Matt Sussman's write up of Noir City for the San Francisco Bay Guardian is some of his most elegant writing to date and a seminal read to grasp one of the main undercurrents in this year's program lineup. Astutely entitled "Noir or Not?", Matt's overview discerns: "Perhaps more than past incarnations, Noir City 6 makes a case for film noir as a set of stylistic conventions—or, alternately, for noir as an inspired malaise that permeates a film like stale cigarette smoke—rather than something hard-and-fast that sports a time stamp."
Eddie Muller pleads a similar case. "As many of you know who have attended this festival over the years, my definition of film noir can be somewhat elastic. It is not so elastic as to include The Poseidon Adventure." Muller was referring to the Castro Theatre's marquee, freshly-painted to its '70s grandeur and dressed specifically for the evening filming of Gus Van Sant's Milk. While waiting in line, Noir City aficionados were treated to Sean Penn and James Franco re-enacting a '70s police raid on the resurrected Toad Hall; a gay bar that—though re-situated on Castro Street for filming—remains fixed in my memory as a favorite watering hole after getting off work as a waiter at Fanny's Cabaret during what is now termed "the Castro Fluorescence". Watching the re-enacted fracas of police and gays in front of Toad Hall—endeavored four or five times—reminded me that you have several takes with filmmaking and only one shot with true history.
I feel blessed and forever changed for having taken part in these events when they occurred and heartened to know that our struggle for liberation has not come to naught. Young queers have inherited what strides were made by their elder brethren and—as fickle as Abraham Maslow's hierarchy of needs might be—their main concern at present is that, hopefully, Milk will at least be a good movie. I did make a group of onlookers laugh by commenting, "Oh no, this is historically inaccurate." "How so?" one guy bit. "The cops are much too thin," I smiled.
"I hope none of you were confused by the marquee out in front," Muller apologized. "Tonight's program is, in fact, sponsored by 20th Century Fox, which in the past several years has put out a terrific line of Fox film noir classics on DVD. 20th Century Fox is one of the studios that—I'm happy to say—has done a terrific job of maintaining their library and not letting films deteriorate. I'm not sure they understand what film noir actually is, but they do know not to let the films deteriorate. I'm very happy that they are on board with the Noir City Film Festival; they've been great supporters of ours for the last several years and that's all a very very good thing.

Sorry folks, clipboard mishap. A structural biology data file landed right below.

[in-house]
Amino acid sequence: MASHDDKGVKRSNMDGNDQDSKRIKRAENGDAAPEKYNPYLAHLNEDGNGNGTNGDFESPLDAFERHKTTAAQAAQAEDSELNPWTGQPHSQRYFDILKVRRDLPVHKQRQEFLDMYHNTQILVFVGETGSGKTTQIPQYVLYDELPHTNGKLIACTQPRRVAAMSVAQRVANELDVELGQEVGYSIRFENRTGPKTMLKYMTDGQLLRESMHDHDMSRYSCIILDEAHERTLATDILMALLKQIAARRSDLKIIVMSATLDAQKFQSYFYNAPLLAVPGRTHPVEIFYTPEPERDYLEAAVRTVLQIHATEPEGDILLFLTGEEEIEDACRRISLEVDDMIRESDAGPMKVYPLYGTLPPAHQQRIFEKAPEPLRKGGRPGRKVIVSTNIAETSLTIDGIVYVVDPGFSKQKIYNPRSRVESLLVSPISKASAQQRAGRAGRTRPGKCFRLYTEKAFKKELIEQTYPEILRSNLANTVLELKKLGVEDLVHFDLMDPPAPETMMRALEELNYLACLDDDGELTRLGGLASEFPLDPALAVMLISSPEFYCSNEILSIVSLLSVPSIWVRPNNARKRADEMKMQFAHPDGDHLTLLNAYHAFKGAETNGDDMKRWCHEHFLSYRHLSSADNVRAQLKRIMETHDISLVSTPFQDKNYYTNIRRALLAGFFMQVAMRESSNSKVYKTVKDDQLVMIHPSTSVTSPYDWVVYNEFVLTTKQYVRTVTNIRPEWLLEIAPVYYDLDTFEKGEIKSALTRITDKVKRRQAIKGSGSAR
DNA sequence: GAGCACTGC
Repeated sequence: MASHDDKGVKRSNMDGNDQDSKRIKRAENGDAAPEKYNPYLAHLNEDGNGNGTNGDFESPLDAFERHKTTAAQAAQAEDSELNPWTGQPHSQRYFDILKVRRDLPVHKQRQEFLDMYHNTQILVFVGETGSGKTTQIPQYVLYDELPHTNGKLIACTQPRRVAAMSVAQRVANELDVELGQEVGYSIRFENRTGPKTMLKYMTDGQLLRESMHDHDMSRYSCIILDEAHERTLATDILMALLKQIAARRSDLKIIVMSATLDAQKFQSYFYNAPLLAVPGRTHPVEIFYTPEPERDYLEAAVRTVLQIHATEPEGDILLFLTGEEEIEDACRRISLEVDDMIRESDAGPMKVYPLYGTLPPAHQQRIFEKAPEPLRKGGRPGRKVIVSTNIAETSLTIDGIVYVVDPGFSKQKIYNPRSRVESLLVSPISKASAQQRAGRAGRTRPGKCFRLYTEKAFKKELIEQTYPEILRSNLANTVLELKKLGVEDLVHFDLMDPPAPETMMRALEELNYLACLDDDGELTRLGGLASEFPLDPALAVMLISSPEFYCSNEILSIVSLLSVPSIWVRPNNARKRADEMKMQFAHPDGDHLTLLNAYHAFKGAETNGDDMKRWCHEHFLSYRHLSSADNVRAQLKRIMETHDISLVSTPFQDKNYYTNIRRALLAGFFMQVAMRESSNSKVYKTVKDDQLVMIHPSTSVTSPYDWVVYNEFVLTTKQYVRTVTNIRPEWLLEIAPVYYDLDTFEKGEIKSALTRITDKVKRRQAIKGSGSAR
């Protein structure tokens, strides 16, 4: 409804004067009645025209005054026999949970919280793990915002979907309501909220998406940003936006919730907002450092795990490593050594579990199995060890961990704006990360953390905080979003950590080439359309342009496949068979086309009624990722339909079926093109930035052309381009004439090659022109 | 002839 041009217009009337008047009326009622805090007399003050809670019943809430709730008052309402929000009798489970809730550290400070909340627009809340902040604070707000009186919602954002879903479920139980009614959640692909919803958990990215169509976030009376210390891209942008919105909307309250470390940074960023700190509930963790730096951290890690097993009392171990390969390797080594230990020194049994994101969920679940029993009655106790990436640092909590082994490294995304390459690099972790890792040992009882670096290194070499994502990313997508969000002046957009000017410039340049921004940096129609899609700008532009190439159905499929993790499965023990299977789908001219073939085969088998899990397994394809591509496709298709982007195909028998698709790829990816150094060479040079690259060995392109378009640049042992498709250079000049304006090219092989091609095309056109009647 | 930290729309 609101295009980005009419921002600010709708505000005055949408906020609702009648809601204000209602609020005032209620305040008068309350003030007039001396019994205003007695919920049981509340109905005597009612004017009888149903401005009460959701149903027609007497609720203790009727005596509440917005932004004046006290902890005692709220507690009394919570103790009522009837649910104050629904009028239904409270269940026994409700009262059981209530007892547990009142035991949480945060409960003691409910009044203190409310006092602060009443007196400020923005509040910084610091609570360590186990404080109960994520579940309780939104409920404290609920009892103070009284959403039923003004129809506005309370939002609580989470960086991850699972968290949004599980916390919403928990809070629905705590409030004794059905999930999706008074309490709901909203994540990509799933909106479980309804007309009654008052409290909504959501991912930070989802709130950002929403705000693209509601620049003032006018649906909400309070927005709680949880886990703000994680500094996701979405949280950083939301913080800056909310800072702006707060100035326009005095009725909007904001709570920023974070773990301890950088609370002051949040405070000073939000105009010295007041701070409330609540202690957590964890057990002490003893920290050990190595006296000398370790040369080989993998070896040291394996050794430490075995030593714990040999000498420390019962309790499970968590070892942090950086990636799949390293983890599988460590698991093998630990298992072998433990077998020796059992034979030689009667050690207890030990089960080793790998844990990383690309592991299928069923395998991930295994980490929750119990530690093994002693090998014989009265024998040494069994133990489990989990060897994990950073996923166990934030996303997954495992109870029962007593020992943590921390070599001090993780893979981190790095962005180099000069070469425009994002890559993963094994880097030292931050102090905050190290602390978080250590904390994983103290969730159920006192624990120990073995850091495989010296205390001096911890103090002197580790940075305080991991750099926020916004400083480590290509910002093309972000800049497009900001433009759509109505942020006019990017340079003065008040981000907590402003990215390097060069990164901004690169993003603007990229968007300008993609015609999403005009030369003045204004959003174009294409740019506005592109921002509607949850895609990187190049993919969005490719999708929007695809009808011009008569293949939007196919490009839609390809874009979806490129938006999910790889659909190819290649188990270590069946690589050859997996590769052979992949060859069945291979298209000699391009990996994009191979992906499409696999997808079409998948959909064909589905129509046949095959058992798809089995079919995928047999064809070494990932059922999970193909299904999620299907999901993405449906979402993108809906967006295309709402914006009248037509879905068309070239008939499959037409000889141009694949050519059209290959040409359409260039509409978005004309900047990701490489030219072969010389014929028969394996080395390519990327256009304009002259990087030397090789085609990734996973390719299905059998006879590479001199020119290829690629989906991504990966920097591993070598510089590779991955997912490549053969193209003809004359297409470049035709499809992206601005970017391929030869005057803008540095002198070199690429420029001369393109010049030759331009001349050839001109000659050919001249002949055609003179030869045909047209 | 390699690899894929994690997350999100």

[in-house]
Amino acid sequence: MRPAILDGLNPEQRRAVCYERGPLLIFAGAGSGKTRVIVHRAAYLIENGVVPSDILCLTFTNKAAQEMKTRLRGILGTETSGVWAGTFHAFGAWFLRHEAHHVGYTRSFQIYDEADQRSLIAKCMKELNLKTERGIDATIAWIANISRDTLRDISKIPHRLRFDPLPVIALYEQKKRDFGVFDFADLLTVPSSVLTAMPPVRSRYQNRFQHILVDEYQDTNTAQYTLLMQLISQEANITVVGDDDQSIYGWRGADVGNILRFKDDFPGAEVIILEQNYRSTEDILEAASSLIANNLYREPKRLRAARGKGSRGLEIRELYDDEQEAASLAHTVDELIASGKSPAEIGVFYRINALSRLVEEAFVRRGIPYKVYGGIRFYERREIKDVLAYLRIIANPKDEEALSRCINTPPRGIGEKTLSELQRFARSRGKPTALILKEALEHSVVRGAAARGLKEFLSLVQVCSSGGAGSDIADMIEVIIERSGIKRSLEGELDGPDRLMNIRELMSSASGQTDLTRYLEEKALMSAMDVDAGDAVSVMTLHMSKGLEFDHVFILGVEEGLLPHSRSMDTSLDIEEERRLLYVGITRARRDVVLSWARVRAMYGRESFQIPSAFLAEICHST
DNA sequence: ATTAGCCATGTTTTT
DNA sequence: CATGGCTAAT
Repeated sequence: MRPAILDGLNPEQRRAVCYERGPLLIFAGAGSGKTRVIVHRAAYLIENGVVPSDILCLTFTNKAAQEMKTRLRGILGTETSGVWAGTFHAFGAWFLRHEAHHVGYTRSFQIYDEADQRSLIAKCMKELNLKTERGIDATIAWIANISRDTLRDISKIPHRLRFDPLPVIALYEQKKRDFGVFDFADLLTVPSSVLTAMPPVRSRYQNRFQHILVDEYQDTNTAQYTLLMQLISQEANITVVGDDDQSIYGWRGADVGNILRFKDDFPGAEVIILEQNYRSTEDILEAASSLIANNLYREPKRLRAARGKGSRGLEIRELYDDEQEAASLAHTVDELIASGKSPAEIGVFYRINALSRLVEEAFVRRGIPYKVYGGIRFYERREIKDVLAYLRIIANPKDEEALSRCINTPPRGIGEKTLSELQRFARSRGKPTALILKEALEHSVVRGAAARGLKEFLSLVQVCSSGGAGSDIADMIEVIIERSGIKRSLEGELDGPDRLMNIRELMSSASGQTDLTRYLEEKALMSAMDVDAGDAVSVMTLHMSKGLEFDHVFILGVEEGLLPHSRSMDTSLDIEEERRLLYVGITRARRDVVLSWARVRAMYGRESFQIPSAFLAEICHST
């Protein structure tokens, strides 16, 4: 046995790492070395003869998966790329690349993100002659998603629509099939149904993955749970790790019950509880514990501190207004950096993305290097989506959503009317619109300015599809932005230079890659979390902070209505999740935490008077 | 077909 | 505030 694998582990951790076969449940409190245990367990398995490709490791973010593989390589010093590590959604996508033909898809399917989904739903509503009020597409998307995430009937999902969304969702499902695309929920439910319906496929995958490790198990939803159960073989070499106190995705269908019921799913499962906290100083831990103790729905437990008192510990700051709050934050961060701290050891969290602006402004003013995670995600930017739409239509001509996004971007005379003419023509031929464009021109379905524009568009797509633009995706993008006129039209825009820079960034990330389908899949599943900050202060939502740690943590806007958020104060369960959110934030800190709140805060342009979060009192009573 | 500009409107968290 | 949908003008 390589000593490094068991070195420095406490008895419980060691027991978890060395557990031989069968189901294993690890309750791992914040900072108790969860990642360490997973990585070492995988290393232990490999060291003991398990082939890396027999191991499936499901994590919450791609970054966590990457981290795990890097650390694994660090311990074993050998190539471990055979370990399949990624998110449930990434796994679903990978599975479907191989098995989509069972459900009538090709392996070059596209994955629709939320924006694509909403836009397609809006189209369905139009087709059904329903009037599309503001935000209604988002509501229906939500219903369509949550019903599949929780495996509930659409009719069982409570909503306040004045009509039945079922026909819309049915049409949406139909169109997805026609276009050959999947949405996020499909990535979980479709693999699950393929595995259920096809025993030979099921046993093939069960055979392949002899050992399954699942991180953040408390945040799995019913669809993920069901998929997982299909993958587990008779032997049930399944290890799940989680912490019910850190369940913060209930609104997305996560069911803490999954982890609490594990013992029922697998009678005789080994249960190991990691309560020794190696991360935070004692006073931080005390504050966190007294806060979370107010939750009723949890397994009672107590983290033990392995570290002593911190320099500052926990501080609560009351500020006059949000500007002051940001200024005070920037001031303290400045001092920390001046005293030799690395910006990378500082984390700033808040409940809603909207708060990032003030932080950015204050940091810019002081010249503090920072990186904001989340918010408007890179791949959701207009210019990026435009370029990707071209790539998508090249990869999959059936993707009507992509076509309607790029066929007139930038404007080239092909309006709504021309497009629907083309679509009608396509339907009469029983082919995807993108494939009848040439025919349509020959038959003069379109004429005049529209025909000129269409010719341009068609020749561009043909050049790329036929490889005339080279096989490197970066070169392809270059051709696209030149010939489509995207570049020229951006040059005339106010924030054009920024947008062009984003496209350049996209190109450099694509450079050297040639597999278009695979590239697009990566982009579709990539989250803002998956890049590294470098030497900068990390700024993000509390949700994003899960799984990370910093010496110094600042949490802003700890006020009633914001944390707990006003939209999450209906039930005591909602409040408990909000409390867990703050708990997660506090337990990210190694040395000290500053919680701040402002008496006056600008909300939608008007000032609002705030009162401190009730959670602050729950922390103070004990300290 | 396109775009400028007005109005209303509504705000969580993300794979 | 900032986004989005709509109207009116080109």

"The film that we're going to start off with tonight—just to show you how difficult it sometimes is to figure out what qualifies as noir and what does not—I was waiting for Hangover Square to appear in the Fox film noir series; but, somebody in charge at Fox felt that Hangover Square was a horror film and not a film noir movie so it was released separately on DVD as part of the brand-new Fox Horror Classics series of DVDs. The reason why I will stress to you that I think Hangover Square really is a film noir and not a horror film is that it's based on a book, a novel by Patrick Hamilton, that is a definitive noir written in 1941, pre-Jim Thompson's The Killer Inside of Me and it is very much an inside look at the mind of a killer.